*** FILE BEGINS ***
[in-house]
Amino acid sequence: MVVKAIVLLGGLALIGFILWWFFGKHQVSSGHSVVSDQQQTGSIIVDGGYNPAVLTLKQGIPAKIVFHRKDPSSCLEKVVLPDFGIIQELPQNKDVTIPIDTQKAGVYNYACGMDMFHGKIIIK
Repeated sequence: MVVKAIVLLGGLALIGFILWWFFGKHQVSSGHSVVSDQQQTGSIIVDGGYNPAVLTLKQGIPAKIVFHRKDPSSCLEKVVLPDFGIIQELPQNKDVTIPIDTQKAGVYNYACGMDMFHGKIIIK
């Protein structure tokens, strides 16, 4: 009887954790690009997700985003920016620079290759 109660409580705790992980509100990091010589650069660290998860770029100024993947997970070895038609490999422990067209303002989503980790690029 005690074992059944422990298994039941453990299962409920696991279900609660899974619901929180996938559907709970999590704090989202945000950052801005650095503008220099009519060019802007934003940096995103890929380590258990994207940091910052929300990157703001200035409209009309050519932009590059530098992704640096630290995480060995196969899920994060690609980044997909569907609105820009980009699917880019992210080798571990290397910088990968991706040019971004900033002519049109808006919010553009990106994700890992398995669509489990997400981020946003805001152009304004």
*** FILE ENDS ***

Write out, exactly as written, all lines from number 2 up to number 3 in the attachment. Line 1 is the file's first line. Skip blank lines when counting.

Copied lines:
Amino acid sequence: MVVKAIVLLGGLALIGFILWWFFGKHQVSSGHSVVSDQQQTGSIIVDGGYNPAVLTLKQGIPAKIVFHRKDPSSCLEKVVLPDFGIIQELPQNKDVTIPIDTQKAGVYNYACGMDMFHGKIIIK
Repeated sequence: MVVKAIVLLGGLALIGFILWWFFGKHQVSSGHSVVSDQQQTGSIIVDGGYNPAVLTLKQGIPAKIVFHRKDPSSCLEKVVLPDFGIIQELPQNKDVTIPIDTQKAGVYNYACGMDMFHGKIIIK